Team Sky's Bradley Wiggins was in a relaxed mood when Cyclingnews caught up with him yesterday at his training base for the crucial final few days before the 2012 Tour de France. The 32-year-old is currently on the Spanish island of Mallorca with his family as he puts the finishing touches to a training regime that, 12 months in the making, is wholly dedicated to performing up to standard at cycling's most famous race.
That standard has risen in recent months. Wiggins has enjoyed an unprecedented run of success in 2012 thus far, becoming the first man to win Paris-Nice, the Tour de Romandie and the Criterium du Dauphine in the same season. That form has catapulted Wiggins to the top of the oddsmakers' lists for the Tour de France, which starts on June 30, where he will attempt to end a 109-year drought for British riders and thus become the first Briton to win the event.
Wiggins insisted, however, that the tag of favourite isn't a burden - it's simply shows how well he and and his team have been performing over the last few months.
"I’m not really feeling any pressure," he said. "I’m in this position now because I’ve done well and that’s a nice thing to be able to say. I remember going into the 2010 Tour answering all the usual questions and knowing that I wasn’t in any sort of form – that’s a different type of pressure.
"I now realise what it takes to compete and to train hard week in, week out. I also have the maturity to be able to lead races and not have it take so much out of you that you need two months off after a big success. The confidence from winning those races has also helped build the momentum.
"But the plan has always been to be good in July. It was never a plan to peak for those races, form-wise, but we won them and we continue to look forward and continue to build towards July. It was great to win those races but ultimately it’s about what we’re working towards in these next couple of weeks."
He also stated that he has paid little attention to the Tour's parcours, has not been heavily involved in Sky's selection process for their Tour squad and has been extra mindful of ignoring issues that are out of his control. It is this single-mindedness, aided by the organisation and machinations of Team Sky, that have helped the mental aspect of his preparations.
"We’ve looked at a couple of the Tour stages," he said. "I’ve ridden the time trials and looked at a couple of the climbs too. Funnily enough, my son wanted a magazine on the flight over here and he decided to buy the official Tour Guide so I had a look at some of the stages in there. It was the first time that I’d seen them all back-to-back.
"It’s my way of not looking too far ahead. I’ve recce’d some of the key climbs but I couldn’t tell you what stages they were. I try to take things day by day and it’s a little bit like a jigsaw that fits together gradually, piece by piece. My only priority at this stage is getting ready for Liege and that prologue and starting with a bang.
"I haven't had much input into the squad we take. We have a selection panel who are in charge of picking the team and they’re looking constantly at everyone’s data – who’s doing what, how they’re performing, where they’re at. I have 100% faith in that selection panel to pick the right team and put the right people around us.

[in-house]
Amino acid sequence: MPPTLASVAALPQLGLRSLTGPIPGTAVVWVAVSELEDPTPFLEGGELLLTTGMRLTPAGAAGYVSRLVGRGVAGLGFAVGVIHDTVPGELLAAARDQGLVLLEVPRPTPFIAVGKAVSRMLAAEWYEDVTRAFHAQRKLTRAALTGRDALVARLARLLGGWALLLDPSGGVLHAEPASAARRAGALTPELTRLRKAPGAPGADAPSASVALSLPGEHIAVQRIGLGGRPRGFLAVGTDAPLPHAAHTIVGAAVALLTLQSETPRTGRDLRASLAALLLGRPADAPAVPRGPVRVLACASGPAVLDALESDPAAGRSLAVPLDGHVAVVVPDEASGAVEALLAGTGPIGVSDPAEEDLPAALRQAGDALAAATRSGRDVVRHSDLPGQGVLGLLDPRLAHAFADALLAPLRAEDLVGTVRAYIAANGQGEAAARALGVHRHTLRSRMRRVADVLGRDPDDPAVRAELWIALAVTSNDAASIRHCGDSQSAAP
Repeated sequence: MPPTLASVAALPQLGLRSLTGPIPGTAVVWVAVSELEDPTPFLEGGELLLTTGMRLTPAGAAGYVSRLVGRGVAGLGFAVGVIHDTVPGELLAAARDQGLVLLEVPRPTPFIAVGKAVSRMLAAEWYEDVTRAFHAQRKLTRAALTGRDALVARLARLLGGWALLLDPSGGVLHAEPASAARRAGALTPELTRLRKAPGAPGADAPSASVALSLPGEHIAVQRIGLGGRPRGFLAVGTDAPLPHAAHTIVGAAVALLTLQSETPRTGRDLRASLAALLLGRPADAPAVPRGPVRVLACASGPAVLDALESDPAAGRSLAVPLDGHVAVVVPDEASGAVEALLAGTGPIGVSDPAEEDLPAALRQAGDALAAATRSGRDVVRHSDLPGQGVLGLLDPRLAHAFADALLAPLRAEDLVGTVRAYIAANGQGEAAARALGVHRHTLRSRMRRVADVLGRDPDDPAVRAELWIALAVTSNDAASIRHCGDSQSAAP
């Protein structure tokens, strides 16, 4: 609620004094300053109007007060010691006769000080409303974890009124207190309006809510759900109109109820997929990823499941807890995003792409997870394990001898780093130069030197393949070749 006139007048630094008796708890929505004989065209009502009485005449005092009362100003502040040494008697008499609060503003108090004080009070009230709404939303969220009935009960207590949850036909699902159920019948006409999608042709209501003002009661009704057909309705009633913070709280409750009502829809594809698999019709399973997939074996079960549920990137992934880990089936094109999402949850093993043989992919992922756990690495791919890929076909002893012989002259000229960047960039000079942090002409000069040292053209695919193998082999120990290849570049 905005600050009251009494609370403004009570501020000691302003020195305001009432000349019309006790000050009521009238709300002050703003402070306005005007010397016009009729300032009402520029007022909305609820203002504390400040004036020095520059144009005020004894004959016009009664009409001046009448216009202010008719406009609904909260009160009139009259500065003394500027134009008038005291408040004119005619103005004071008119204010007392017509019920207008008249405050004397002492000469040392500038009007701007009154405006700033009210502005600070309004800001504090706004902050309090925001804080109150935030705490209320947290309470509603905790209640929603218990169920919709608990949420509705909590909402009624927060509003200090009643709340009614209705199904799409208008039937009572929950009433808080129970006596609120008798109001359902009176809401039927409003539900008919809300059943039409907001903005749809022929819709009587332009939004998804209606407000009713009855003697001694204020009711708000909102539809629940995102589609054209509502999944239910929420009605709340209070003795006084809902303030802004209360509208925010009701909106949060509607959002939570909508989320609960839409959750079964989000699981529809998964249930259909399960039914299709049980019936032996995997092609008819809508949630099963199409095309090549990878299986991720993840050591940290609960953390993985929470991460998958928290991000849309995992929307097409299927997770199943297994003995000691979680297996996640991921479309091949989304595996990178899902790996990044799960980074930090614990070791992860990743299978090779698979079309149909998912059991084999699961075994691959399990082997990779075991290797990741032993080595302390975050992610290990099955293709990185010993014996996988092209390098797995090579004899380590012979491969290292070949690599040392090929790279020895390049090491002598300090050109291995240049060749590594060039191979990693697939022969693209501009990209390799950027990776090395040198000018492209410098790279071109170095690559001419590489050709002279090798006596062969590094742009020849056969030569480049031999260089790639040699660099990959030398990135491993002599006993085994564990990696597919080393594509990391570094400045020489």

"I don’t worry about the little distractions. There are people who are paid to worry about those things. It’s not part of my job. That’s the great thing about this team – everyone has got their roles and everyone fulfils those roles very well. I don’t have to worry about who’s going to be in the Tour team in March or April. I just have to concentrate on myself, get the results and they’ll come up with the strategy."
Even the withdrawal of Andy Schleck from the Tour - who alongside Wiggins and BMC's defending champion Cadel Evans was seen as a big challenger for yellow - hasn't fazed him. When asked if he was worried that Schleck's absence would mean less time at the front of the peloton for his RadioShack-Nissan teammates and therefore added pressure on Sky and BMC to dictate matters, Wiggins was unperturbed.
"It was certainly the case at the Dauphine, when it became apparent on stage one that we would have to take the responsibility alongside BMC," he said. "But we'll just have to wait and see how things pan out in the race. It will all play itself out in France."
And what of the decision to spend these final crucial days in Majorca?
"I went home for a few days after the Dauphine but the weather in Britain was horrendous," he said. "And the plan was always to come here and get back into the mountains. When you finish the Dauphine there’s three weeks until the start of the Tour and then another week until you start the mountains in the Tour. That’s a long time to be without the mountains, so the plan was always to come here and get some work in. Training in the heat also means that I don’t have to do it in my garden shed. Here everything is designed to make it all the more comfortable going into the final days."
The final days ahead of a race that just might change his life forever.
Mark joined the Cyclingnews team in October 2011 and has a strong background in journalism across numerous sports. His interest in cycling dates back to Greg LeMond's victories in the 1989 and 1990 Tours, and he has a self-confessed obsession with the career and life of Fausto Coppi.
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